This has been an intense period of time for me. Half of my family, virtually everyone on my wife’s side, is recovering from the hurricane damage in Puerto Rico. Two weeks in, they have just gotten running water, but are still without power. Unless you have spent time in the islands, I don’t think you can fathom trying to sleep amidst the intense heat and humidity without so much as a fan to stir the air and nevermind the mosquitos. In most places, the vegetation is stripped bare, so there is no longer even shade from trees. It’s sweltering.
The other side of my family is running from wildfires in the wine country of California, where I grew up. One cousin so far has lost her home to the blaze. Others are displaced. It’s a horror show.
The common thread running through these disastrous events is not my family relations, but global climate change. It’s pretty nauseating to think that we put off the subject for decades under the guise of protecting the American economy. Recall the senior President Bush’s sage words, which laid the foundation for how we would address climate change in the ensuing decades since the 1992 Earth Summit – “The American way of life is not up for negotiations. Period.” Read: the profits of corporations shall not be compromised. Instead we will displace the costs to individual people, to families, who will endure tremendous suffering. Internalize the profits, externalize the costs. It’s a common theme in environmental issues.
I am bothered that our inaction has gotten us here. I am also bothered by my own approach to climate change over the years and it is giving me pause to rethink how I, we, all of us, address issues that matter to us. There was a time, several years in fact, during my career that I was put off by the antagonistic attitude many people had about climate change. Denial was rampant and I made a decision to avoid the controversy. I did not speak publicly or engage in debates on the issue beyond cursory lectures in my environmental science courses, despite having even at one time put together an edited volume on Climate Change.
I don’t think much would be different today if I had not taken this approach. Nevertheless, I am wholeheartedly aware that I compromised and backed down from what I knew and what science was telling us in no vague terms. And I am seeing this play out more and more as our nation grapples with issues like gun violence, racism, immigration, and the wholesale dismantling of nearly every environmental protection we have. I see people like me, who know better, being silent because the opposing narrative is so loud, dismissive, berating, antagonistic. In short, we cannot let the loudest angriest voice in the room overwhelm reason. Or our children’s future will be comprised of a whole lot more unprecedented hurricanes and firestorms.
So, I’ll segue into a related subject, the one I intended to address this week, and ask…
Will our mark on the planet, our great achievement, boil down to so much floating debris?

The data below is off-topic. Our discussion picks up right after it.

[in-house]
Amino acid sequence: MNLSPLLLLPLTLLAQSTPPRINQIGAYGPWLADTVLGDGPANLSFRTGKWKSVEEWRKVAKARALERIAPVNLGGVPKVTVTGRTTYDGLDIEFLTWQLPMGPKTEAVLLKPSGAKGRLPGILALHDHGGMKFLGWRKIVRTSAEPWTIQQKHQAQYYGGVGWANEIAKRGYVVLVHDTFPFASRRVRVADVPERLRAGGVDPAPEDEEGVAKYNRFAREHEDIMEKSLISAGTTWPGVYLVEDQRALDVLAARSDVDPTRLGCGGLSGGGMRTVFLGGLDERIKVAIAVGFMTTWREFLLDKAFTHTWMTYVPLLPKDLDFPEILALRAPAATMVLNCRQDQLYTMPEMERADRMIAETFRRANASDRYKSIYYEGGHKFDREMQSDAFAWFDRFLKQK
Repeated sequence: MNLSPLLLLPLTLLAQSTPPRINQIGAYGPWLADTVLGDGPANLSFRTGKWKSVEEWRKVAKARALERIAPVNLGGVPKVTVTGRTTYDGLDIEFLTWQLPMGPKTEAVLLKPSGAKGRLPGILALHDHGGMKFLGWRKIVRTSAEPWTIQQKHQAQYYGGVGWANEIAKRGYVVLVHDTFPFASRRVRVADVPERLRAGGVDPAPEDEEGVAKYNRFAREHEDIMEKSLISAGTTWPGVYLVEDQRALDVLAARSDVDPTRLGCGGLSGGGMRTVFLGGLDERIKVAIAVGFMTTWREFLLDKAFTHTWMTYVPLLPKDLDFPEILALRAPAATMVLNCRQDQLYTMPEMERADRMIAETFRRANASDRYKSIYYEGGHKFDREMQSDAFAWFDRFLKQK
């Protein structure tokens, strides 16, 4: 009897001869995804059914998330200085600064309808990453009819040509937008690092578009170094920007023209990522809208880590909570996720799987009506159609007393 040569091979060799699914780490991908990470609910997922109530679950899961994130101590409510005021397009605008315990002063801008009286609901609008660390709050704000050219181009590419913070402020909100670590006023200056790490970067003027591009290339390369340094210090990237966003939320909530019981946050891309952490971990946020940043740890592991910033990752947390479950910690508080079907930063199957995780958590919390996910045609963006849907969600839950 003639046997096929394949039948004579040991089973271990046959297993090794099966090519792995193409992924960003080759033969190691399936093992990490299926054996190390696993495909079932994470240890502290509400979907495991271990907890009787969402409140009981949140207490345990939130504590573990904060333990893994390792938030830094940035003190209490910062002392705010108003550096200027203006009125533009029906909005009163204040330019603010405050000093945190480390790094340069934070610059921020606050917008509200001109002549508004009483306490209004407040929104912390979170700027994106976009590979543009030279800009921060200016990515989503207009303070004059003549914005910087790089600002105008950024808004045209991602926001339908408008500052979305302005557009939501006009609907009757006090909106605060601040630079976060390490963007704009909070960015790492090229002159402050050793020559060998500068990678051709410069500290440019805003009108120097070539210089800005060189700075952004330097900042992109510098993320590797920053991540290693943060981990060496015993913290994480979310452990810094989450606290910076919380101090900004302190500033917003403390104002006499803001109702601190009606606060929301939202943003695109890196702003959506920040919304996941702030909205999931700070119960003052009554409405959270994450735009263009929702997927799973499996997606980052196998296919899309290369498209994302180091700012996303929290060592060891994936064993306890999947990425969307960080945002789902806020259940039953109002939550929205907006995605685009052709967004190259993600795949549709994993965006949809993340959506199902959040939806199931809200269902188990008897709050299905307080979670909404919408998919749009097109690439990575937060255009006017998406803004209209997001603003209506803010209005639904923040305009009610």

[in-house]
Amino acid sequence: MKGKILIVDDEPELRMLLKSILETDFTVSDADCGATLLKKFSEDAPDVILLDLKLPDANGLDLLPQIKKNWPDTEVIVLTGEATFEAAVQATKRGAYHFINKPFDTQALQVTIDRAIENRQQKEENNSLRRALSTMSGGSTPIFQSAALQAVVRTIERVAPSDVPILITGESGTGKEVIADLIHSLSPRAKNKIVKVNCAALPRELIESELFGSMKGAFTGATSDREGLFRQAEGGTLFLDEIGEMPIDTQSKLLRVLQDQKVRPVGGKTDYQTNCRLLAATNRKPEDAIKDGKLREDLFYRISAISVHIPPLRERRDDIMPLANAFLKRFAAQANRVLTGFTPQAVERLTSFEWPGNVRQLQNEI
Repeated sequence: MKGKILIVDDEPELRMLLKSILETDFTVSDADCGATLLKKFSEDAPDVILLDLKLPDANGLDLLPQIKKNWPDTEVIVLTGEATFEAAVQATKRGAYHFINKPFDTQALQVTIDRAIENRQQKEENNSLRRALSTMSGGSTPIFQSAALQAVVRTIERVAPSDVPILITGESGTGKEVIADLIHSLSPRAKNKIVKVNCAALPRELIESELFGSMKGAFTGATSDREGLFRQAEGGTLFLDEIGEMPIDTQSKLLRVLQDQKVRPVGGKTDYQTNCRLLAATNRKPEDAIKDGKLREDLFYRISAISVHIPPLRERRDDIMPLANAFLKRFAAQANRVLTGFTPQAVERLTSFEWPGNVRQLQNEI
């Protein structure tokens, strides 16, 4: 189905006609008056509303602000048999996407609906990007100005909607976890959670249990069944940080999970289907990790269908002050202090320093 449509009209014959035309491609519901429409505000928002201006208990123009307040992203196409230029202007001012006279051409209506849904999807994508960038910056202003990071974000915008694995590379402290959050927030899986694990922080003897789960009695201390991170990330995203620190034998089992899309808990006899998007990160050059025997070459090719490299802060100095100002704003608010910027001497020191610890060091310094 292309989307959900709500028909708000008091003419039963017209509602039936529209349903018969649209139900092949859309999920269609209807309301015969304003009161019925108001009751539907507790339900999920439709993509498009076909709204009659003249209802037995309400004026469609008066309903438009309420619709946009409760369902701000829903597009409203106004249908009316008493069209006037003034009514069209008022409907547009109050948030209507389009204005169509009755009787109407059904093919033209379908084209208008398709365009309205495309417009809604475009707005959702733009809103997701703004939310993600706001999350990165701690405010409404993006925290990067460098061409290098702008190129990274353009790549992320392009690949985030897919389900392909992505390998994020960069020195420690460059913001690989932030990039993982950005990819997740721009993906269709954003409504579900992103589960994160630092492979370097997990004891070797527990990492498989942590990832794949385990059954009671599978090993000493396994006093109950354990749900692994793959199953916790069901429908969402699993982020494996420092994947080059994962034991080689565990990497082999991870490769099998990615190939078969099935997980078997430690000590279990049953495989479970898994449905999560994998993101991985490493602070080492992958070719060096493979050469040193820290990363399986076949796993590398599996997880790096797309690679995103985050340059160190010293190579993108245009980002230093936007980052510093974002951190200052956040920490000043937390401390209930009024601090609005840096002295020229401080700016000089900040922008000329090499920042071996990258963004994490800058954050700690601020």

The climate change conversation seems to be high centered on the same old talking points. They are big issues. How will we deal with rising seas, environmental refugees, compromises to agricultural production or unprecedented wildfires? It’s hard to move beyond this to ponder or address the tangential concerns.
New data shows us that as tsunamis send floating mats of debris out to sea, there is an influx of migrant species, potentially invasive and damaging to ecosystems and biodiversity all around the world. This may be a natural means of dispersal as major disturbances send off floating rafts of vegetation, but it is exacerbated when our built environment and our material culture, our docks and piers and our mountains of plastic trash, so easily provide raft materials. And it is even more problematic when climate change makes storms more powerful and more frequent.
More recently, the Caribbean was confronted with its own reckoning with climate change as the islands were pounded by successive hurricanes. As a result, it is highly probable that much of the plastic refuse that pollutes the islands has made its way to sea, where it will add to the already deplorable levels of non-biodegradable trash that are polluting our oceans.
I addressed the issue of reliable access to clean water as a safeguard against the overconsumption of plastics in an earlier post. As we look to the new normal, it is in our interest to consider that the days of keeping our waste, the dregs of our capitalist quests, confined, may be behind us. Harvey taught us that chemicals don’t stay where we want them, another storm tells us that our alterations to the climate are changing the very composition of species diversity on earth, and now it’s time to also realize that the tons of plastic that are used daily on an island cannot be counted on to stay put.
In short, we have long become accustomed to the production and use of materials that are either toxic or non-biodegradable – both qualities that are bad for us and bad for our planet. Yet, we have justified their use by having proper disposal, or at least the guise of proper disposal. Chemicals are supposed to be put somewhere safe and kept away from our water; plastics are supposed to, I don’t know, be recycled or landfilled or something. But climate change reviles us with another new element of ‘normalcy.’ It diminishes our ability to put these things ‘away.’ It lambasts us with painful reminders of our short-sightedness as storms and fires set them loose again and create bigger messes than we had envisioned. No more tidy, no more gone, no more away.